There really is nothing sadder than an aging rock 'n' roll diva clinging to the dream after years of getting nowhere. Jackie, the heroine (of a sort) in Cheri Lovedog's new musical (of a sort) Prey for Rock & Roll, is turning 35, and after 10 years of her all-chick band "Clam Dandy" being overlooked by record producers, questioning whether or not to pack it in and "get a real job."
Following in the footsteps of Hedwig and the Angry Inch, Lovedog's new rock musical has an interesting premise, and with a firmer focus and stronger guiding hand could be nearly as potent as that recent long-run success.
But as it currently stands, Prey for Rock & Roll was not written or directed with the cohesive sense of purpose that made Hedwig such an extraordinary (and commercial) piece of theatre. Lovedog has not been able to resist the first-time playwright's penchant for throwing every stock situation and character into the mix, and the production, under Robin Whitehouse's unfocused direction, wandered aimlessly from subplot to subplot. Lovedog's driving, earsplitting classic rock score notwithstanding, the angry promise of the idea got overwhelmed by the soap-opera machinations of the overplotted story.
As Jackie, Lovedog had a way with a sarcastic zinger, and her likable, matter-of-fact stage presence effectively masked her shortcomings as an actress. As the dying lead guitarist Faith, Jan Tilley, while a terrific musician, did not possess a sparkling stage persona. Except when riffing on her guitar, she appeared self-conscious and flat, her melodramatic death scene made unintentionally funny by her inability to meet the dramatic demands imposed upon her.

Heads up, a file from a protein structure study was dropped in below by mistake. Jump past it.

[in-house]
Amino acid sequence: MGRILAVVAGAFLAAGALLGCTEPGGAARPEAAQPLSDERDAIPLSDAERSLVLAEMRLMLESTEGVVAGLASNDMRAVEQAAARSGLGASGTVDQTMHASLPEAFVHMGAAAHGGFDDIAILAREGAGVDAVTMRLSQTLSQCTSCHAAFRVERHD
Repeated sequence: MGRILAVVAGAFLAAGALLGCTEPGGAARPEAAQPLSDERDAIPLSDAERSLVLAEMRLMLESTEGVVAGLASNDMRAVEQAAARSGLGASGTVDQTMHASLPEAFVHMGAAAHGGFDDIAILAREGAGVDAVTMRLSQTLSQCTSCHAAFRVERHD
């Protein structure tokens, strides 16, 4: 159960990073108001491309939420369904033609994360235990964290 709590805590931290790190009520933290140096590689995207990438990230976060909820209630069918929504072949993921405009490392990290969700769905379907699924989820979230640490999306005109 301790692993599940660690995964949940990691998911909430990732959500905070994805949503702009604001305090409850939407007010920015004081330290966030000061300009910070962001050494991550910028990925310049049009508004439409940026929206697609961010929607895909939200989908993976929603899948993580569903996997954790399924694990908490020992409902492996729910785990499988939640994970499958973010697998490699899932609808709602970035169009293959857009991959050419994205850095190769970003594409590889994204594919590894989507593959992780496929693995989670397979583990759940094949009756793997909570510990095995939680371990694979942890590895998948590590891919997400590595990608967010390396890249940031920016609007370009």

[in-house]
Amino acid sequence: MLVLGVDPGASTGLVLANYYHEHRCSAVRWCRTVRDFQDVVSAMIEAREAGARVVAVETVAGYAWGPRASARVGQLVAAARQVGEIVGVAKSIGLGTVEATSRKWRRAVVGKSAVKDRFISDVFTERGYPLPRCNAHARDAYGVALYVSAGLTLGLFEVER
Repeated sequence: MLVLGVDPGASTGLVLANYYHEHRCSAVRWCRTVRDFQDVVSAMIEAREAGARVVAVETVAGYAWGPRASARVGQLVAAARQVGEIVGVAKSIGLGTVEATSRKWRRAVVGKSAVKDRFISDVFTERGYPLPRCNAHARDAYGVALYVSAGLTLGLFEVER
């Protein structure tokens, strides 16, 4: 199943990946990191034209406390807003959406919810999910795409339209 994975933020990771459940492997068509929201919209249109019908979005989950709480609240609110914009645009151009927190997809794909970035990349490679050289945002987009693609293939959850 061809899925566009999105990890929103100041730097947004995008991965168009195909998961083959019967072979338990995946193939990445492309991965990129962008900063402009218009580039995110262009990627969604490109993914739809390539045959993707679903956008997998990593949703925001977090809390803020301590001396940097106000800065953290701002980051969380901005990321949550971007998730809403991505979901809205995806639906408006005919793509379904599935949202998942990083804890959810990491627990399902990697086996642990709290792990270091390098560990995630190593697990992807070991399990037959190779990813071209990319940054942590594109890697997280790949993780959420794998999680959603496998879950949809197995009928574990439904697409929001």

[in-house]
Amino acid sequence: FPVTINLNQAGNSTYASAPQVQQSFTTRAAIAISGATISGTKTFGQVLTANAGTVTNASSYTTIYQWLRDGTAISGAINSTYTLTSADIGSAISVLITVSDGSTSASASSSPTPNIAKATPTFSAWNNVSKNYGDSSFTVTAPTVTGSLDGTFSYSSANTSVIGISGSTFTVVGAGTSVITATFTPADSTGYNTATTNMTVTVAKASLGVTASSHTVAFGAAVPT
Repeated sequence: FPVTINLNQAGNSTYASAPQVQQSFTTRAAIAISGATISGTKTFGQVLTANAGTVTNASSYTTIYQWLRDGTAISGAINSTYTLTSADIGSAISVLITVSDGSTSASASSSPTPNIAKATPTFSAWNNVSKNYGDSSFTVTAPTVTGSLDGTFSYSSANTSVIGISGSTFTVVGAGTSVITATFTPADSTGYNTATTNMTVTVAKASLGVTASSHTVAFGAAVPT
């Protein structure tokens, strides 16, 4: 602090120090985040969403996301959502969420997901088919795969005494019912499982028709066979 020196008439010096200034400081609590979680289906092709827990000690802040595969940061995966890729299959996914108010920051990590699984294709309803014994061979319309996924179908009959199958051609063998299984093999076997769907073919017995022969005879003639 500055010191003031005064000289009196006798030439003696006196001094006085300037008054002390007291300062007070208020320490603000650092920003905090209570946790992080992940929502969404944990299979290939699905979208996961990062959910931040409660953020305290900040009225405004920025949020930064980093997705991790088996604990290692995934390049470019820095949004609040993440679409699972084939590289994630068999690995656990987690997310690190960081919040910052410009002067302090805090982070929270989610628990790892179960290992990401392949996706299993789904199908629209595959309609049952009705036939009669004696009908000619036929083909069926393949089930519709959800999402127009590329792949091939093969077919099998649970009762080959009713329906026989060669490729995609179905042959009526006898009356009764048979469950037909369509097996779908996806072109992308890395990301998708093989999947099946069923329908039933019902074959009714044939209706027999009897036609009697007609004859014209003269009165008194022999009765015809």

As the group's young drummer Sally, c.c. seymour was touching in a difficult role. As the trashy bass guitarist Tracy, Jackie Kamm, who was so good in last season's Watching and Waiting, once again displayed that natural ability that causes one to sit up and take notice - she is a damn good actress. Likewise, Lou Sumrall, as Sally's ex-con brother, commanded attention with every subtle movement - his role may have been one-dimensional, but his performance was rich with intelligent detail. As Tracy's no-good boyfriend, Eric Wippo was whiny and obnoxious, hardly convincing as a bullying, macho-pig rapist. (Watch those wrist movements, girl.)
The smoky, grunge atmosphere of CBGB's was the perfect setting, the uncredited lighting was serviceable, and Tina Montalbo's costumes and "styling" gave the characters a life that wasn't necessarily inherent in the writing.
When Lovedog, as Jackie, dropped all pretense and addressed herself and her fears directly to the audience, Prey for Rock & Roll came closest to fulfilling its potential for another ground-breaking musical. Unfortunately, those quiet, introspective moments that so clearly pointed the way to what the show could be were few and far between, buried in a jumble of noise that did not service the score, the play or the performers. And that may be the one thing sadder than any aging rock 'n' roll diva ever could be.
Book: 0 Music: 1 Lyrics: 1
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Copyright 2000 Doug DeVita